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AA6CJ
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« Reply #6 on: September 11, 2012, 02:35:50 PM »

Thanks Guys, for validation that 3g is viable.  That's really good news, because 3g seems to have a lot of coverage in rural areas where there isn't cable yet.
73,
Fred
aa6cj
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K1CJS
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« Reply #7 on: September 12, 2012, 04:08:54 AM »

Dish internet is done by the Hughes internet company if you want to see some better specs than Dish offers.
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K9EID
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« Reply #8 on: October 10, 2012, 08:35:12 PM »

The true answer to high speed, no delay satellite delivered Internet is the new Excede from Via Sat.   All other satellite delivery service have much too much delay and low speed.   I am 5 miles in the Ozark hills and use the Exede for live HD streaming video broadcasts of HAM Nation.  Bob Heil, K9EID
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AA6CJ
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« Reply #9 on: August 27, 2015, 10:39:02 AM »

Thanks Bob for the reply.  It's taken me 3 years to get the property and at last I'm almost there.  I have 21 acres to play with that's unrestricted in northern Alambama.  Next month I will get the trailer delivered, but alas no cable anywhere near.  The family is going to want TV and Internet, so here's hoping excede will be low enough latency!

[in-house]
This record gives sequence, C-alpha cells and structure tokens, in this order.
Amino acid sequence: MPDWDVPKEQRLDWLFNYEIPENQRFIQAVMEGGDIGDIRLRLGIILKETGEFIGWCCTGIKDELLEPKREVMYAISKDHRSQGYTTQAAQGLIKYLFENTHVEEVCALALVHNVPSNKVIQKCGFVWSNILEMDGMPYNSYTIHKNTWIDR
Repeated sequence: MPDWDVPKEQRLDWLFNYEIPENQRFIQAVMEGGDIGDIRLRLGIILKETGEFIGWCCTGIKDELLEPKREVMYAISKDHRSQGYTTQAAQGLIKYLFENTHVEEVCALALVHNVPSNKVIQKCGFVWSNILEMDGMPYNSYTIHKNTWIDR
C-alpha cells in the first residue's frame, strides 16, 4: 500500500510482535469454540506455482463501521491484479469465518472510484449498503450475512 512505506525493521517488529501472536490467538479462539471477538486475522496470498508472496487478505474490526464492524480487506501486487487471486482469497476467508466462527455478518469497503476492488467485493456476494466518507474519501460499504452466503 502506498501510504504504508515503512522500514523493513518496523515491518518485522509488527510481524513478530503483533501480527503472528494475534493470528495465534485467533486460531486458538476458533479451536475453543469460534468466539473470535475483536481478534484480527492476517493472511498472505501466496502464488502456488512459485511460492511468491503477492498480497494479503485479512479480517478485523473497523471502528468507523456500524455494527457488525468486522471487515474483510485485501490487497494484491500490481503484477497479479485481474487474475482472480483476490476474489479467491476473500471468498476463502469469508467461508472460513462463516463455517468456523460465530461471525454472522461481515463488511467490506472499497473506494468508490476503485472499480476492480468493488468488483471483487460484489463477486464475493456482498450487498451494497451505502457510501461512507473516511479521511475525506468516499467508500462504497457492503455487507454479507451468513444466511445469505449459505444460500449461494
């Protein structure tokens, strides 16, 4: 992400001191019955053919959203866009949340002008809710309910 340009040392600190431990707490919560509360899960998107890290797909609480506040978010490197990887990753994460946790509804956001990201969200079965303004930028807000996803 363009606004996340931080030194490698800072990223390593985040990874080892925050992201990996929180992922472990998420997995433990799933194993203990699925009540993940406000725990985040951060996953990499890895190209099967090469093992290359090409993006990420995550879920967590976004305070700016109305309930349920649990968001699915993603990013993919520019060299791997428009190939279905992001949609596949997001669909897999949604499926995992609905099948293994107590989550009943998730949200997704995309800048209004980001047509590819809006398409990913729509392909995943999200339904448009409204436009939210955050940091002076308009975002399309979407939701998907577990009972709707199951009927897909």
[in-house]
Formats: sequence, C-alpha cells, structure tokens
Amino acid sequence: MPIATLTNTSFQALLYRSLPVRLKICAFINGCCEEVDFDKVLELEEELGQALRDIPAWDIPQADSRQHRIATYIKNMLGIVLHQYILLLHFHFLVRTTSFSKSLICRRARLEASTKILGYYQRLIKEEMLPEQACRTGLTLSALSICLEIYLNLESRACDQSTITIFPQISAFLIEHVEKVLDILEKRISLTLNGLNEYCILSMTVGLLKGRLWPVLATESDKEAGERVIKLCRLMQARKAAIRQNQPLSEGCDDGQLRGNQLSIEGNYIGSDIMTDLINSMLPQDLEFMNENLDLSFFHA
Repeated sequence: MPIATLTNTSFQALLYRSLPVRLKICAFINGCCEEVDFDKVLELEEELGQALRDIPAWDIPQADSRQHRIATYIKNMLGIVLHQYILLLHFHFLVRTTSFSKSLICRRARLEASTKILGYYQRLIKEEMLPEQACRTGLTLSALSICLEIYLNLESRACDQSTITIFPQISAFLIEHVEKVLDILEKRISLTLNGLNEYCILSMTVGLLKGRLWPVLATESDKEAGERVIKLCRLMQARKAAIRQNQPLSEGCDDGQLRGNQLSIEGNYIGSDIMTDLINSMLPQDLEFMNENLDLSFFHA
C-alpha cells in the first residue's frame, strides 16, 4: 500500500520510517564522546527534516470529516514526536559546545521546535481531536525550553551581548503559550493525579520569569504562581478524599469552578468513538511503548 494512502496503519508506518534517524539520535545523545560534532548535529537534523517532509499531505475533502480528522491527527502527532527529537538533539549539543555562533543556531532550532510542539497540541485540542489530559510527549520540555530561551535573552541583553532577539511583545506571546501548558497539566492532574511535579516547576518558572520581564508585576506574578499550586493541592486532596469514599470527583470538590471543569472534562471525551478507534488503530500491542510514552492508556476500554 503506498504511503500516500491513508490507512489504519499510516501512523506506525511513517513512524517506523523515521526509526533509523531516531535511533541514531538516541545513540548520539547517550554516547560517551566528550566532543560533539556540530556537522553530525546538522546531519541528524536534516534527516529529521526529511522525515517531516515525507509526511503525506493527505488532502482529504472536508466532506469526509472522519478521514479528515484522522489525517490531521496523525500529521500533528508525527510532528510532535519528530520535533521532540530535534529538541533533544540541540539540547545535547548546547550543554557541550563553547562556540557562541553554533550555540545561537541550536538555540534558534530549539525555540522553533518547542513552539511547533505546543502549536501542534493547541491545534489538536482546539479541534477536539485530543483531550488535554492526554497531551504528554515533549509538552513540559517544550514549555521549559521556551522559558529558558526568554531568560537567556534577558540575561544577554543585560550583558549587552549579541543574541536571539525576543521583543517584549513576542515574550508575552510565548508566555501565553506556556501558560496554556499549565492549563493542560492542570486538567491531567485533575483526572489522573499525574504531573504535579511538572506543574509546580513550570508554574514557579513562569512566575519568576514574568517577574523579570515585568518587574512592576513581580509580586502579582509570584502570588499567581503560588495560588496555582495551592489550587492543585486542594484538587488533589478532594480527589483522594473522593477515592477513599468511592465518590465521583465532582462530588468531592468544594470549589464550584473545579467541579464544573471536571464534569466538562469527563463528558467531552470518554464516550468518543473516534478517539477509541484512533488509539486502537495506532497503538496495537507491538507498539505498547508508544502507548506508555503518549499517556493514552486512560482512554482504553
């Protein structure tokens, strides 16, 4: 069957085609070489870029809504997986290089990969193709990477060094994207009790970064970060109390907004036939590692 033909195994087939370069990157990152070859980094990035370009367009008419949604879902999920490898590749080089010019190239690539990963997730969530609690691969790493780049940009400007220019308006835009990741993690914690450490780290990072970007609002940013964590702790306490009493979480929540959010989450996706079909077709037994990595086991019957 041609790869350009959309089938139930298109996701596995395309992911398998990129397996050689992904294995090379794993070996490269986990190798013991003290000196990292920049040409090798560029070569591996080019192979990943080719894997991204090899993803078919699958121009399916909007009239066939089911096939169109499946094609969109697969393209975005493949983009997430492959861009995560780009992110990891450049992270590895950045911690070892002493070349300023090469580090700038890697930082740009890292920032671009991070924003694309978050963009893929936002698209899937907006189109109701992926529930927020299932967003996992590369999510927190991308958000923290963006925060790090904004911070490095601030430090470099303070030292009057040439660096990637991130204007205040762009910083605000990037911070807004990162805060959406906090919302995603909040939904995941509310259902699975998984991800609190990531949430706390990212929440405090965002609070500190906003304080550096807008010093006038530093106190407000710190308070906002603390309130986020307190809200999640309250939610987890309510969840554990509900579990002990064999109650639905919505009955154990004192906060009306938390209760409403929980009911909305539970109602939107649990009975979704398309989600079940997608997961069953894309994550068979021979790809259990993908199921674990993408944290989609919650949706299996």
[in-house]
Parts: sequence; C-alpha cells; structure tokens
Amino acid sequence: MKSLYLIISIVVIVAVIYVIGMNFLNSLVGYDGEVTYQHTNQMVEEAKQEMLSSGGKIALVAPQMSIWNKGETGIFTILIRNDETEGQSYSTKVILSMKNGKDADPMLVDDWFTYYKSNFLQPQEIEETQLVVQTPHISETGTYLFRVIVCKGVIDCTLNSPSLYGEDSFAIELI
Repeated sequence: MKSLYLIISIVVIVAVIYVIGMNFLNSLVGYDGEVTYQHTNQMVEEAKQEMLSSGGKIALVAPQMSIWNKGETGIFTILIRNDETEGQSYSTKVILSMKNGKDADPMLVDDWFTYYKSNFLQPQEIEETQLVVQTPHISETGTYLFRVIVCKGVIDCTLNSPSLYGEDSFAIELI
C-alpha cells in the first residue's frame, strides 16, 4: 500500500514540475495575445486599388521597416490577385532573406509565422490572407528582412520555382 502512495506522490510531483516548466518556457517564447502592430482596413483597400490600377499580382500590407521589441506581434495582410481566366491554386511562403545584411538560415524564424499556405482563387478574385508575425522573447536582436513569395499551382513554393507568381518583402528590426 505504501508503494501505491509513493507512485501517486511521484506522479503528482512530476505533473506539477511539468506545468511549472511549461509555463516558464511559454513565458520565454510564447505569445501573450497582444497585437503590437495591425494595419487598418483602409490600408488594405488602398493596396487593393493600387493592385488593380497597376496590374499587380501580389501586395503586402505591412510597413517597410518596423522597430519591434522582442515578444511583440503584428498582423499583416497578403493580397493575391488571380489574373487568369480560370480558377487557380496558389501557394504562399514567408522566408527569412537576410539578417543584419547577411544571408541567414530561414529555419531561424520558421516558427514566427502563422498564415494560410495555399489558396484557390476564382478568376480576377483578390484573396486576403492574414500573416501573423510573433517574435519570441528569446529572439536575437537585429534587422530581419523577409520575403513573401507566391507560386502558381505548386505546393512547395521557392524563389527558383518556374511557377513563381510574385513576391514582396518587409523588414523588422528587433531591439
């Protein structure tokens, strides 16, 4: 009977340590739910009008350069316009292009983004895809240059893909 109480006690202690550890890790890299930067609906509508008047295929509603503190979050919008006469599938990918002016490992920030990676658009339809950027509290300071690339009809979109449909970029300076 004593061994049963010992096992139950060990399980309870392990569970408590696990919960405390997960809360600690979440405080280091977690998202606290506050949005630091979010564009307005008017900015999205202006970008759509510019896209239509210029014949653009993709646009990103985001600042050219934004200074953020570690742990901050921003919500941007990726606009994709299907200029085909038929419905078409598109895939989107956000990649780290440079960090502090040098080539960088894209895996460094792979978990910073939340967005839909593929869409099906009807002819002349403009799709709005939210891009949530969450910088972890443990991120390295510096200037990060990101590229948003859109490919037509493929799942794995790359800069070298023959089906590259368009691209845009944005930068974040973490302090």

73,
Fred
Ps Ive enjoyed quite s few Ham nations over the last few years.  Thanks!
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KA4LFP
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Posts: 135




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« Reply #10 on: August 29, 2015, 02:29:08 PM »

Quote from: AA6CJ experience using 3g for HF remote (say using a K3 for example).  Thanks, Fred aa6cj.
[/quote

I can't speak to HF remote control, but I can offer this-
For a recent ARES deployment, we provided Internet access to a triathlon, using a yagi 700/1.2 Ghz cellular yagi and a CradlePoint 3/4G cellular router, which was cross connected to a Ubiquity NanoBridge M2 access point.

The location had zero cellular connectivity in 90% of the valley/lake edge, and only in the middle of the lake's dam was it possible for a regular cell phone to get even marginally one bar of signal. The nearest cell tower was 17 miles away down the lake, beyond the end of the valley. Ping times for the phones that would even work were in excess of 1600ms